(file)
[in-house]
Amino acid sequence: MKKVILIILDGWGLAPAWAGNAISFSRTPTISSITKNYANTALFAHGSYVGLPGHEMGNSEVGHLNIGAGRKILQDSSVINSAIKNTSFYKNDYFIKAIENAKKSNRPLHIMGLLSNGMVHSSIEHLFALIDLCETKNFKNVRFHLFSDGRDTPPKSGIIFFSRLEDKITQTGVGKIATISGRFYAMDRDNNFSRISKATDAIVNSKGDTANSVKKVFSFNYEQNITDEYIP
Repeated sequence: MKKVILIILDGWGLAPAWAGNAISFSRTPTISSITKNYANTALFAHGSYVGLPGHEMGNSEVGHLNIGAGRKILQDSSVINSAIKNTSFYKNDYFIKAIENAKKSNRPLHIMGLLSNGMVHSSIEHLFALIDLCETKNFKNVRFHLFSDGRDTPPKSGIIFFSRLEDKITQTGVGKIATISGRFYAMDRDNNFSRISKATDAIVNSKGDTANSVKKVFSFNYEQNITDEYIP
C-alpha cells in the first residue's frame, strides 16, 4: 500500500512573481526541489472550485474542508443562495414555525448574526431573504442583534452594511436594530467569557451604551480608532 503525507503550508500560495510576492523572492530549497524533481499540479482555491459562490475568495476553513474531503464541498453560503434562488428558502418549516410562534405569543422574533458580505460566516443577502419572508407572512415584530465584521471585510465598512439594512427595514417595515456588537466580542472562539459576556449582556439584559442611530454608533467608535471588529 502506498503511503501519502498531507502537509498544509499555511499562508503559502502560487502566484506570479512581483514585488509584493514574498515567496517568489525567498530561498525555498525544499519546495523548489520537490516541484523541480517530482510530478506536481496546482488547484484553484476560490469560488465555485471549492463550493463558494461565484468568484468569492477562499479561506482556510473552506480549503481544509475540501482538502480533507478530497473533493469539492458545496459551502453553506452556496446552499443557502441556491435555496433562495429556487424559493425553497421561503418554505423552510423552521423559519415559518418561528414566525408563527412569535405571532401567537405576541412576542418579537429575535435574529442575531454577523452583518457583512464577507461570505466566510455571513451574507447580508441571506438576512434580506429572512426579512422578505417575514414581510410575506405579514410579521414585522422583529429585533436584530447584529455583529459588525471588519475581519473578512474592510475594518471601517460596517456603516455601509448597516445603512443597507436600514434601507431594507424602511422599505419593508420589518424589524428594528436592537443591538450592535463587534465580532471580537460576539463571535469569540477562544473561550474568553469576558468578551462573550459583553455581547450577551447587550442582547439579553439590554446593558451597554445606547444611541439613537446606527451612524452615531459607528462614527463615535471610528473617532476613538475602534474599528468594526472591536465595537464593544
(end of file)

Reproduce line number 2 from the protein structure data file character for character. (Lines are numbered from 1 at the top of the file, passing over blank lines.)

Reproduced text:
Amino acid sequence: MKKVILIILDGWGLAPAWAGNAISFSRTPTISSITKNYANTALFAHGSYVGLPGHEMGNSEVGHLNIGAGRKILQDSSVINSAIKNTSFYKNDYFIKAIENAKKSNRPLHIMGLLSNGMVHSSIEHLFALIDLCETKNFKNVRFHLFSDGRDTPPKSGIIFFSRLEDKITQTGVGKIATISGRFYAMDRDNNFSRISKATDAIVNSKGDTANSVKKVFSFNYEQNITDEYIP